After eight years of resistance led by grassroots Mi’kmaw grandmothers and water protectors to defend the Shubenacadie River from Alton Gas, the company has announced they will be decommissioning this project.
We wish to express with the utmost humility and gratitude our sincere thanks to Mi’kmaq rights holders, grandmothers, Elders, youth, and allies for all the support over the last eight years in standing to protect our sacred river.
It was the unity of all these people, and the diversity of their sincere efforts, that led to this day.
“My main concern has always been to protect this river for the next seven generations so they can fish as our ancestors did,” said Thunderbird Swooping Down Woman (Darlene Gilbert). “And so today, I am content.”
The Alton Gas project proposed to dump toxic brine into the sacred Shubenacadie River. This river is the centre of the Peace and Friendship Treaties of 1752 and 1760, which did not cede land or surrender the right for Mi’kmaq to govern themselves and live under their own law. These treaties have been challenged in practice and in court many times, and the record speaks for itself – the treaties have been consistently affirmed and upheld by the court.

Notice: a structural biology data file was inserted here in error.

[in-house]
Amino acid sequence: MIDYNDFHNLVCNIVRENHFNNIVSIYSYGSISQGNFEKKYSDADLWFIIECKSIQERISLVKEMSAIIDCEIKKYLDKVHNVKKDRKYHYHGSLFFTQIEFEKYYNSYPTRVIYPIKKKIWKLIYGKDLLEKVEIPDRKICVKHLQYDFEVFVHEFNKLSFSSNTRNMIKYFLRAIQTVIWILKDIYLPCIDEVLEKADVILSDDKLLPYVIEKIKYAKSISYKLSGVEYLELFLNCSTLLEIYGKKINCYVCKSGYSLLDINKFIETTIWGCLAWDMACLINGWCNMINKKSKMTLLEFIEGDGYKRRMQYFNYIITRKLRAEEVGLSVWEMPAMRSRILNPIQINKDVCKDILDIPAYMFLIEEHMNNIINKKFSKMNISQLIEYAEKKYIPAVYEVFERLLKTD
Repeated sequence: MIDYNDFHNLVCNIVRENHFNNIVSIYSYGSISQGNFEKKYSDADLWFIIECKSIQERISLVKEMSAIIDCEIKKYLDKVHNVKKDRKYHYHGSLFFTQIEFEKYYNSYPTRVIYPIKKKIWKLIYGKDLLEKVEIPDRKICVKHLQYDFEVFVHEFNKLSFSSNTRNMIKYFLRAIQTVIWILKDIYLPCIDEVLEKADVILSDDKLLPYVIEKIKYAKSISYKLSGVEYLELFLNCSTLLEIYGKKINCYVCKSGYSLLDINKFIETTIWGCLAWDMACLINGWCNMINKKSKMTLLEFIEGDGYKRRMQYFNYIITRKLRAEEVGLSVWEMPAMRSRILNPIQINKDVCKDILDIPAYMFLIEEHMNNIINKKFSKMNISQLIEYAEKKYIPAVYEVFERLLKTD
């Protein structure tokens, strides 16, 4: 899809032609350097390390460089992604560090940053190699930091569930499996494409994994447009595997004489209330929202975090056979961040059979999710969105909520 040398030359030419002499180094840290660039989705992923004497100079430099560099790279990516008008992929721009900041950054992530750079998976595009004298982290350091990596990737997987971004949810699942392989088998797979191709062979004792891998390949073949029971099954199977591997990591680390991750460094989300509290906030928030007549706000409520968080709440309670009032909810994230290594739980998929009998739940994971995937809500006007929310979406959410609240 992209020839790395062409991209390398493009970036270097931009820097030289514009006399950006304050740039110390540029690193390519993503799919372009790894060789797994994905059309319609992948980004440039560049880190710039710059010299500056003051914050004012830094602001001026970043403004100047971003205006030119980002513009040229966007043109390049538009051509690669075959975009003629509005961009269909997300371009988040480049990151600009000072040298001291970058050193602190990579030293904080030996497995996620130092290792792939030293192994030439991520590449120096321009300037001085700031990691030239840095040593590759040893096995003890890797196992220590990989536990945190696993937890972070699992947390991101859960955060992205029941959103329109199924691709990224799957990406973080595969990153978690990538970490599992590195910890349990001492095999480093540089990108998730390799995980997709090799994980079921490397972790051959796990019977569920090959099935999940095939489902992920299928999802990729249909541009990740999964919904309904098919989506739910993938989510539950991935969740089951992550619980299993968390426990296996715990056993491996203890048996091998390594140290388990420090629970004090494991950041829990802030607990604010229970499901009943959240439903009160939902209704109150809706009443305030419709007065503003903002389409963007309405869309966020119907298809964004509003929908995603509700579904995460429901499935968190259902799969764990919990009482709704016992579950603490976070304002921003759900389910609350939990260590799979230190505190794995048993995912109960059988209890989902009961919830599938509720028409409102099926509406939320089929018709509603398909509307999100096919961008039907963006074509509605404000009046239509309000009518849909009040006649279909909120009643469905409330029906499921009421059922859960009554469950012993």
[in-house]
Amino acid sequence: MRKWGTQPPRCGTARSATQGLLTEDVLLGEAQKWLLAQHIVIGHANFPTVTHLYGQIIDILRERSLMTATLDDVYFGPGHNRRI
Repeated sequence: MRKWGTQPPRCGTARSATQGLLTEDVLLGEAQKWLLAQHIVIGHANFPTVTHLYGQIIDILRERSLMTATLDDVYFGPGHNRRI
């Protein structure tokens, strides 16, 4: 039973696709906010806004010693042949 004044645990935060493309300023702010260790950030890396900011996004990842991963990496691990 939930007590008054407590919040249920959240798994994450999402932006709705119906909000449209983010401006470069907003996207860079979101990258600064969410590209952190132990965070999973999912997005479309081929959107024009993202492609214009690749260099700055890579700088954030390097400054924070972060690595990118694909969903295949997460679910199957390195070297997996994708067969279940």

“They know they can’t challenge our Inherent rights and Aboriginal title because this is and always will be unceded territory of the Mi’kmaq,” Kukuwes Wowkis (Madonna Bernard).
“Our water is life for all of life, down to the little insects, birds, trees, plants, animals, and all humans,” says Kiju Muin (Paula Isaac). “Without water, none of this – or us – would be here and that’s why we stand to protect future generations. M’sit nokomaq.”
May our resistance be a symbol of perseverance to all those who honour sacred lands and water, and are protecting water and lands for all life across Turtle Island and around the world.